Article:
More than P46 billion worth of loans have been rediscounted by all classes of banks in the first nine months of the year but less than one percent of it, or some P46 million, pertained to rediscounts involving micro lenders.
This is partly because the Bangko Sentral ng Pilipinas has put up rules effectively restricting thousands of micro lenders, mainly deposit-taking cooperative banks, access to the rediscounting window.
This was learned from Deputy Executive Director Joselito Almario of the National Credit Council under whose nurturing the thousands of micro lenders in the countryside have learned to upgrade not just their lending skills but strengthened their financial capabilities as well.
But even then, only a small fraction of the universe of micro lenders is able to rediscount their loans with the BSP.
According to Almario, more or less 40 cooperative banks of the thousands in operation at present have access to the central bank’s rediscounting window.
“Only the strong banks can avail of the BSP’s rediscounting window,” Almario said in a telephone interview.
By strong he meant banks with superior CAMELS rating that pertain to such benchmarks as capital adequacy ratio, asset quality, management quality, earning ability, liquidity and sensitivity to market risks.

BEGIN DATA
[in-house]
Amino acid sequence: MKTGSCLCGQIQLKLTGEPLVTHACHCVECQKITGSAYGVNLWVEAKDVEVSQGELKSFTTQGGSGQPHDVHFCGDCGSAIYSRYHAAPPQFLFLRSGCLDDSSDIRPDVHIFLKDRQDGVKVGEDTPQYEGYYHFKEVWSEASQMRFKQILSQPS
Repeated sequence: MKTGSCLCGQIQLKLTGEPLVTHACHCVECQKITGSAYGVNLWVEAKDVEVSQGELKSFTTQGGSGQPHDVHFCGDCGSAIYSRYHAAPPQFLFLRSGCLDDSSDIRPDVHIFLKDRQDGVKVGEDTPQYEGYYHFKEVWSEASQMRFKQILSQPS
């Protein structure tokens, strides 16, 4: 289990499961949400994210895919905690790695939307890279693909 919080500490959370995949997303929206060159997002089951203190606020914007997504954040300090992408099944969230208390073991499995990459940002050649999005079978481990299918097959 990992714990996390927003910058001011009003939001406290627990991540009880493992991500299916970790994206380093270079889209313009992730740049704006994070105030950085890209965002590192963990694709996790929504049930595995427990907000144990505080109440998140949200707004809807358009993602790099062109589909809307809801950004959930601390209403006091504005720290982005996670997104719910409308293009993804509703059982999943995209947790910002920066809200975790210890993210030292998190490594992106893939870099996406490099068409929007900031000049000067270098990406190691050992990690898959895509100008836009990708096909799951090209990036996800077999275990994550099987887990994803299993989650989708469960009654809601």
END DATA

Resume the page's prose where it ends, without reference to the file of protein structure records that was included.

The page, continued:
CAMELS benchmarks may have been set so high up there the micro lenders have a hard time qualifying. In any case, microfinance loans rediscounted at the BSP accounted for only P46.27 million in the nine months that the rediscounting window had been made available to banks across the country, BSP data show.
Housing loans rediscounted for the period equaled 1.9 percent of total or P897.26 million while that for working capital equaled 3.2 percent or P1.48 billion.
The bulk or 54.4 percent of rediscounted loans worth P25.22 billion pertained to commercial loans obtained from the BSP during the period.
In fairness to the BSP, the P46.27 million rediscounts to micro lenders excluded the special P5 billion rediscount budget specifically designed for borrowers devastated by tropical storms Ondoy and Pepeng late last year. (PNA)